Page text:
Repair, Recover, and Rebuild with Good Nutrition

If you were unable to read the last article on pre-fueling, I would certainly recommend it. The pre-fueling article will provide you with a better understanding on the importance of macronutrient choices before your workout.

Consuming nutrient-dense foods after your workout will also benefit your overall performance and recovery. Paying attention to macronutrient choices in our post-workout meal is essential to repair, recover, and rebuild your muscle and energy stores.

Carbohydrates are essential after training sessions and competitive events to restore your glycogen levels. When exercising, the body will use carbohydrates as its main source of energy. Once the body has depleted its glycogen stores, it will then utilize protein and fat as secondary energy sources. It’s important for athletes to consume an abundance of carbohydrates before competitive events to prevent depleted glycogen stores and enhance recovery time.

To prevent muscle protein breakdown, a moderate consumption of protein is recommended post-workout. Protein is digested in the stomach and broken down into amino acids. Amino acids are then used as building blocks to repair muscles and tissues. An adequate amount of protein intake post-workout will facilitate the repairing, rebuilding and recovery of muscle mass. The amount of protein will depend on the type of workout (strength training versus endurance) and duration of the training session.

It is advised that strength training athletes consume 1.5-2.0 g/kg of protein per day to maintain protein balance. This protein intake is equivalent to consuming roughly five servings of beef, chicken or fish per day for a 180-pound athlete.

Recommendations from the Academy of Nutrition and Dietetics suggest endurance athletes consume 1.2-1.4 g/kg of protein per day. A 180-pound athlete would need to consume about four servings of beef, chicken or fish per day (around 110 grams) or an equivalent amount of protein from plant-based sources.

The type of fat you consume will affect the overall performance of your workout. Choosing healthy fats will aid reduced inflammation and the maintenance of proper body functions. Consuming foods with limited amounts of trans fat and saturated fats – which are found in foods like butter, chips, cake, and red meat – and increasing your consumption of unsaturated fats will decrease your risk for developing various chronic diseases including cardiovascular disease, obesity, and diabetes.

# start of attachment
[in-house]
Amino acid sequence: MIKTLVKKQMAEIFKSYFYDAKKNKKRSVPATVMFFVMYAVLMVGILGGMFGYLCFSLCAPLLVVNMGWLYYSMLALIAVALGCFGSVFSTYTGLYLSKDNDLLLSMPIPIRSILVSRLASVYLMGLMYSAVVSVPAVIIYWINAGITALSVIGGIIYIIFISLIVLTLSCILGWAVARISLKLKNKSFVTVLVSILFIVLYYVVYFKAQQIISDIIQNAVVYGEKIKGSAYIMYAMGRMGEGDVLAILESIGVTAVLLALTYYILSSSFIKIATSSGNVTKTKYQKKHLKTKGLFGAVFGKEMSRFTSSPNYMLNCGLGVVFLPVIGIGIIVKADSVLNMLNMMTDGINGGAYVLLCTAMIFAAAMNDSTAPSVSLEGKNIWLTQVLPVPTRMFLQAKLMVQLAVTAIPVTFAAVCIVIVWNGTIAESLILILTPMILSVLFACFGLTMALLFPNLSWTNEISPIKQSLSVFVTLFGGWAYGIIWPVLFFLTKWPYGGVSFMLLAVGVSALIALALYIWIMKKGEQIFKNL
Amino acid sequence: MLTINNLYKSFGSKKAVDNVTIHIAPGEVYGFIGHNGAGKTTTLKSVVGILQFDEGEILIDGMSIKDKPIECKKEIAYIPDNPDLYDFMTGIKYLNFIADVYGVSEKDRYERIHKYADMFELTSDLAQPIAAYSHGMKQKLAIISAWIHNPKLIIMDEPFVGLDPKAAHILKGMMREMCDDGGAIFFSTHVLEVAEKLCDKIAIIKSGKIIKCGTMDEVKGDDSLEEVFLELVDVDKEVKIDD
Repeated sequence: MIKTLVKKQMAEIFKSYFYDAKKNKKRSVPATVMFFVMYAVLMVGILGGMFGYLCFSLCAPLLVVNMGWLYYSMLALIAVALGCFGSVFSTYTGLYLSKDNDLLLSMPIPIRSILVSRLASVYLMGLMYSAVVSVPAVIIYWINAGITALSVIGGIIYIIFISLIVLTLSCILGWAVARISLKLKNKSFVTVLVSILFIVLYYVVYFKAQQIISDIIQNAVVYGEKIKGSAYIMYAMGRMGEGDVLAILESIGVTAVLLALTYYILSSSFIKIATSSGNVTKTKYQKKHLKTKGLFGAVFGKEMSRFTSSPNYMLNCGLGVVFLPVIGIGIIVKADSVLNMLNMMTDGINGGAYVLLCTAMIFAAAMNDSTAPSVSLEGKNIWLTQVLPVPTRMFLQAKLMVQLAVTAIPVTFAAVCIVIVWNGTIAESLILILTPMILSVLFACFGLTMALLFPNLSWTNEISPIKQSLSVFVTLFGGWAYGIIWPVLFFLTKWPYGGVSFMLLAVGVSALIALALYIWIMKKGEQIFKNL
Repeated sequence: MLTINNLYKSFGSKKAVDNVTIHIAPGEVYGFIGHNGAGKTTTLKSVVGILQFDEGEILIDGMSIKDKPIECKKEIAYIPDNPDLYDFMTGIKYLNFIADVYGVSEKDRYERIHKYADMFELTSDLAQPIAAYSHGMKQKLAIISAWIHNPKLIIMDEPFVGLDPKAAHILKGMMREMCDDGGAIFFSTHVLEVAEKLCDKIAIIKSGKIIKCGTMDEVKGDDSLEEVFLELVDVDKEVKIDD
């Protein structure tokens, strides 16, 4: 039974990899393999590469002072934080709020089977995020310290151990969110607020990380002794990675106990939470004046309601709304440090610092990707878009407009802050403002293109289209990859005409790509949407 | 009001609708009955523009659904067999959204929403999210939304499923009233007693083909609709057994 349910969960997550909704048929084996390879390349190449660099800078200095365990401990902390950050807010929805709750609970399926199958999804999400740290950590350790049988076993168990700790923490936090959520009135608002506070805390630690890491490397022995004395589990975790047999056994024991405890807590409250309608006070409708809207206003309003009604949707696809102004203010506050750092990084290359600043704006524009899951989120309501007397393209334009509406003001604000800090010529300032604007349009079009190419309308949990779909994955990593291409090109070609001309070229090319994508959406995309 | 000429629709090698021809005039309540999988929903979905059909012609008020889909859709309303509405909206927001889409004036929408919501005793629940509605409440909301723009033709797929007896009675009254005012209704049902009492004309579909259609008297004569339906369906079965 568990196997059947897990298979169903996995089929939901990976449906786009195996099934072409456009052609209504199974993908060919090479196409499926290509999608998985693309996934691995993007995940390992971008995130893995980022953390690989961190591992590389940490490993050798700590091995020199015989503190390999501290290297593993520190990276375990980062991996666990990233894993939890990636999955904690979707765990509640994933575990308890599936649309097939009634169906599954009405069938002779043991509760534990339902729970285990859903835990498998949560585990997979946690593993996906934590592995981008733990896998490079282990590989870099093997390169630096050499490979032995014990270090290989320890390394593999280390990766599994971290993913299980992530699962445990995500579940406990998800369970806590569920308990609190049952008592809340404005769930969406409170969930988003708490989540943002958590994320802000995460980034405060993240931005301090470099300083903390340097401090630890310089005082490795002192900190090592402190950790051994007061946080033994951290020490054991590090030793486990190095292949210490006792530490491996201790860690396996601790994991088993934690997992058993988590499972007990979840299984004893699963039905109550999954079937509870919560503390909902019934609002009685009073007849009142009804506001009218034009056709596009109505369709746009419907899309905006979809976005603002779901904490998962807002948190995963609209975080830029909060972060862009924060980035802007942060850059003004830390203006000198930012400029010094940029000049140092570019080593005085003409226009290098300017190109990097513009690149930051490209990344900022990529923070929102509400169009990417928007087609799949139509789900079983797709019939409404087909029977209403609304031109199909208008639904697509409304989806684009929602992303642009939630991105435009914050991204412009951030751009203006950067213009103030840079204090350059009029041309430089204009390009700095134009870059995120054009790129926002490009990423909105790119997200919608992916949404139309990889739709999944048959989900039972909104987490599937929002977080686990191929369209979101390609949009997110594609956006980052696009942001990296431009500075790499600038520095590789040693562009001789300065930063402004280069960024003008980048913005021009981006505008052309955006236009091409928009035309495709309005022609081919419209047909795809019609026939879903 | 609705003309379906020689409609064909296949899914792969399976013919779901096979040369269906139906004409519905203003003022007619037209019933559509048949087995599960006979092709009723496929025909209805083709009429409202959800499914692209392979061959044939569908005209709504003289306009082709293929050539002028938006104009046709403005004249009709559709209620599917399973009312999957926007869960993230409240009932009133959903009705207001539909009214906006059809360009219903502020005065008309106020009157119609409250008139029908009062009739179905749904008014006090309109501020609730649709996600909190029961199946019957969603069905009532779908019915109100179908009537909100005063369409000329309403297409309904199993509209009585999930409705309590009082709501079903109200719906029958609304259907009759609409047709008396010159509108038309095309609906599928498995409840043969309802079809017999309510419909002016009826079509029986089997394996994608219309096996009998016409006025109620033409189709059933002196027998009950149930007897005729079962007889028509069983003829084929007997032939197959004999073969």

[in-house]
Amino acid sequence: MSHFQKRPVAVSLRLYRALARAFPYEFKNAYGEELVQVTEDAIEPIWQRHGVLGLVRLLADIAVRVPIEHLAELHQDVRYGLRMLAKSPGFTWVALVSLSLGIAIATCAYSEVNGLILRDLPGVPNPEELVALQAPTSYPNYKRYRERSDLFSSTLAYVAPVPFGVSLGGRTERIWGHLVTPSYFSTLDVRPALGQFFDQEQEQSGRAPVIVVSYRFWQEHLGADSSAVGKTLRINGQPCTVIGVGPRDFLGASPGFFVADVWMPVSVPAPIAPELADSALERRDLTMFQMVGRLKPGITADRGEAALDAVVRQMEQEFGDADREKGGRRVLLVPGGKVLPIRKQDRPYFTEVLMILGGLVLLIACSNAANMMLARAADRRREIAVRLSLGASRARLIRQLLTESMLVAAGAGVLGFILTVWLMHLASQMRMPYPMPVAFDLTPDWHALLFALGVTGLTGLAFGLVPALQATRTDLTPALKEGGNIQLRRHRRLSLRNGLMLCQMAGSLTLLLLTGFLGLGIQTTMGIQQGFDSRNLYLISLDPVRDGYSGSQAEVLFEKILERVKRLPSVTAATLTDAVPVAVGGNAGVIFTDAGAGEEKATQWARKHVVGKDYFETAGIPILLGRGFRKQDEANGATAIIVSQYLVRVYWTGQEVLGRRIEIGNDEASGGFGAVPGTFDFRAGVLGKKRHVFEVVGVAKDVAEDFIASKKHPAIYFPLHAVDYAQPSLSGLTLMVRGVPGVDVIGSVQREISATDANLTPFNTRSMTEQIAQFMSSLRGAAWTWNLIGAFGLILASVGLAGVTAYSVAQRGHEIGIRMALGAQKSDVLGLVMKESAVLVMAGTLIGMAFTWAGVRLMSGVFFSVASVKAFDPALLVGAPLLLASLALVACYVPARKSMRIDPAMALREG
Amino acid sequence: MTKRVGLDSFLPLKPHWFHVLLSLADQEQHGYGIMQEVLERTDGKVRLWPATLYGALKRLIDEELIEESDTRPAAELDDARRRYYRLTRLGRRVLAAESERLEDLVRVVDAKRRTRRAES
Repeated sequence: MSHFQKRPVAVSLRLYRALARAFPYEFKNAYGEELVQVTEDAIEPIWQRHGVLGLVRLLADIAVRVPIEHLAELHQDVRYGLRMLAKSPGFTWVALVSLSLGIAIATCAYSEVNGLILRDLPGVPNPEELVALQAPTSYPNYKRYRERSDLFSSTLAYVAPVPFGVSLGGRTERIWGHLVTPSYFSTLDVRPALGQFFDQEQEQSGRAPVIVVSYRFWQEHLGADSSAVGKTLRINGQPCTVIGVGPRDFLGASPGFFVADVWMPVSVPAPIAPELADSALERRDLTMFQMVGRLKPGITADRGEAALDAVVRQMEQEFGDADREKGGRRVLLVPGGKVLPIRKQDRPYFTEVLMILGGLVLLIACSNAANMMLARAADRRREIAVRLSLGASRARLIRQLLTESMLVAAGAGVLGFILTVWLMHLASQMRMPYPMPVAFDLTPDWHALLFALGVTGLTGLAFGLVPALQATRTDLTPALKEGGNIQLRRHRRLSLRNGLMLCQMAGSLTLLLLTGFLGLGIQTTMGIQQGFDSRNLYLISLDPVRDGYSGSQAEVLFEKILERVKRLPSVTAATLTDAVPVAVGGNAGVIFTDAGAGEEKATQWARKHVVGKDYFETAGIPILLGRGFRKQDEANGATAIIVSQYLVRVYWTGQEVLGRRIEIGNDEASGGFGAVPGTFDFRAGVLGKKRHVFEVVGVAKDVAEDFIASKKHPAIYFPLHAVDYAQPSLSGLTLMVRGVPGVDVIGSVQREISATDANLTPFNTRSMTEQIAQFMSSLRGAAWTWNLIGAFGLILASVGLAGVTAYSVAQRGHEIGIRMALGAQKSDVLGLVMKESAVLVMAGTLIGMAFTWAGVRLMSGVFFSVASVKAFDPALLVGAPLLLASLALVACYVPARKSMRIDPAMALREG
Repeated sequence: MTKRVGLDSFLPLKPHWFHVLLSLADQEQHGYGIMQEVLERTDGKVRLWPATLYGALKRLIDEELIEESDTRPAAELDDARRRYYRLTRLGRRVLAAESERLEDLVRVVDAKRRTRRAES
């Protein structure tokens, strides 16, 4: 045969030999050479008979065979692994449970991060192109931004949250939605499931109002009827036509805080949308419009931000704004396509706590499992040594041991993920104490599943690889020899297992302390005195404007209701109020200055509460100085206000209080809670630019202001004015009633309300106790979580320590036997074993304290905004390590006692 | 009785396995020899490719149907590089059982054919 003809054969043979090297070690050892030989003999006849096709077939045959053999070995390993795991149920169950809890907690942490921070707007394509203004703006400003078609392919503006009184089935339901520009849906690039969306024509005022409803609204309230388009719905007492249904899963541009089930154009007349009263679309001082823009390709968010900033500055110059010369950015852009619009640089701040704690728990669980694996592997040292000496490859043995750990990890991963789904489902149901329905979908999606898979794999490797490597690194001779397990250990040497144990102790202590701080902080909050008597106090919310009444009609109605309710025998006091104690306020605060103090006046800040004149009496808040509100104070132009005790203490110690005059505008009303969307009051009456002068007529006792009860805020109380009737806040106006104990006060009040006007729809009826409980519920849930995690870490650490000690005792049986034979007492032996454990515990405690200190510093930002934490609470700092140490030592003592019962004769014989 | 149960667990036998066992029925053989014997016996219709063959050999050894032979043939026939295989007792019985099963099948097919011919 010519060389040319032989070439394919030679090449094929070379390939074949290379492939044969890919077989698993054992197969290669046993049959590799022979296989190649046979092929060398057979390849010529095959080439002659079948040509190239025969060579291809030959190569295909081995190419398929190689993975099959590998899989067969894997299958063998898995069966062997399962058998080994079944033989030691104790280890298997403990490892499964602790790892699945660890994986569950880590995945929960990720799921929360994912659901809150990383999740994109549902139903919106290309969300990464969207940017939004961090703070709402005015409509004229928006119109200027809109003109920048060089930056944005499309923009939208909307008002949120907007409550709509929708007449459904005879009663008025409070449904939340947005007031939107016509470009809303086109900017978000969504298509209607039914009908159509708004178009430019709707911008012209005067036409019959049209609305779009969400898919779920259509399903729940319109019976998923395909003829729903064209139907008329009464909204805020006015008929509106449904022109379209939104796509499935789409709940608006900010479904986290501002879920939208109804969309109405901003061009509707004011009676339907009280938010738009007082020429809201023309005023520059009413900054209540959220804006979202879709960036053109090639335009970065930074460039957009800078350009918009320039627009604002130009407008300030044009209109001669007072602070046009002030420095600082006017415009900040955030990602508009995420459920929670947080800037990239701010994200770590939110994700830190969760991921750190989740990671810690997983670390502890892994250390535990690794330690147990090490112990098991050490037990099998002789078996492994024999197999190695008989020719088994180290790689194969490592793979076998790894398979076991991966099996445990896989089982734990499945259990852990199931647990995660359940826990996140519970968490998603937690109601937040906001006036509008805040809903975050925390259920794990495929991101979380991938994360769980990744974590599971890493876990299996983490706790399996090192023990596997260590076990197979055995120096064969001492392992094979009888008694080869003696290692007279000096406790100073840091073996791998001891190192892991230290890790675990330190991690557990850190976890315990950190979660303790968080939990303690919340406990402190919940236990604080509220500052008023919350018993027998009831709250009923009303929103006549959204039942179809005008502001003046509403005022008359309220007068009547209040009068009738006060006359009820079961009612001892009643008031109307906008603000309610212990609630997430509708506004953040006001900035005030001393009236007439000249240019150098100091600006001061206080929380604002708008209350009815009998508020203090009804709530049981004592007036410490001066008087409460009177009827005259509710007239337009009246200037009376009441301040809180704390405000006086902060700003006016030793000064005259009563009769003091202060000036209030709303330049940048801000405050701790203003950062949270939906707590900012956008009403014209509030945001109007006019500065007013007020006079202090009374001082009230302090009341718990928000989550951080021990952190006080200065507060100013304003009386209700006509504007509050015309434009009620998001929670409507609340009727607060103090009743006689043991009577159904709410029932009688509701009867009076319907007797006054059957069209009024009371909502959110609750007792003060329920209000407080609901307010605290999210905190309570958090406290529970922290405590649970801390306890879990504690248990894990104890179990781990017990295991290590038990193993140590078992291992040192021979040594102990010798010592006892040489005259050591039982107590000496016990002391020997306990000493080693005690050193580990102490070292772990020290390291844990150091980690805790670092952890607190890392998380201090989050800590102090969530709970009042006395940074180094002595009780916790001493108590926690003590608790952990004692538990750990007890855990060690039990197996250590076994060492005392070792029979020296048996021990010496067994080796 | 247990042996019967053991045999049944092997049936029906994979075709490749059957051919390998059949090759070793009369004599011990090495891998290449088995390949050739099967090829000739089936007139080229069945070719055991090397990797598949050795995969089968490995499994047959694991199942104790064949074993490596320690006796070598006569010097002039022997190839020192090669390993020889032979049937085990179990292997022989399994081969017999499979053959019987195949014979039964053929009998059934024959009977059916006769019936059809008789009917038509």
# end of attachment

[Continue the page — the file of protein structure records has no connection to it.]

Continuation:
To refuel your body after an endurance workout, your body will need foods high in carbohydrates, high in protein, and moderate in fat content. Endurance athletes are recommended to consume foods high in carbohydrates within one-hour post-workout to restore muscle glycogen levels. You should also incorporate foods that are high in protein to replenish the body’s muscle and tissue stores. Adding in some type of healthy fat will address many critical functions throughout the body.

To improve recovery after a strength training workout, your meal or snack will need to be high in carbohydrates, high in protein, and moderate in fat content. Consuming a high-carbohydrate food source after your workout session is essential for optimal athletic recovery. If you were thinking about making a protein shake, I would recommend using whey protein powder as this is a type of fast-digesting protein. This makes it easier and faster for your body to digest. This is critical for gaining lean muscle mass. Utilizing fats within the diet promotes recovery as well.

Examples of Carbohydrate-Rich Foods

  • Oats

  • Breads

  • Pastas

  • Rice

  • Quinoa

  • Cereal

  • Chocolate milk

  • Potatoes

  • Sweet potatoes

  • Bananas

  • Apples

  • Blueberries

  • Vegetables

Examples of Protein and Fat-Rich Foods

  • Protein bar

  • Chicken

  • Tuna

  • Salmon

  • Beef jerky

  • Chia seeds

  • Flaxseed

  • Peanut butter

  • Cottage cheese

  • Eggs

  • Protein powder

  • Greek yogurt

  • Avocados

Recommended Recipe

The Incredible Hulk Protein Shake

  • 1 scoop chocolate protein powder

  • 2 cups spinach

  • 1 banana

  • ½ cup frozen mango

  • 1 cup soy milk

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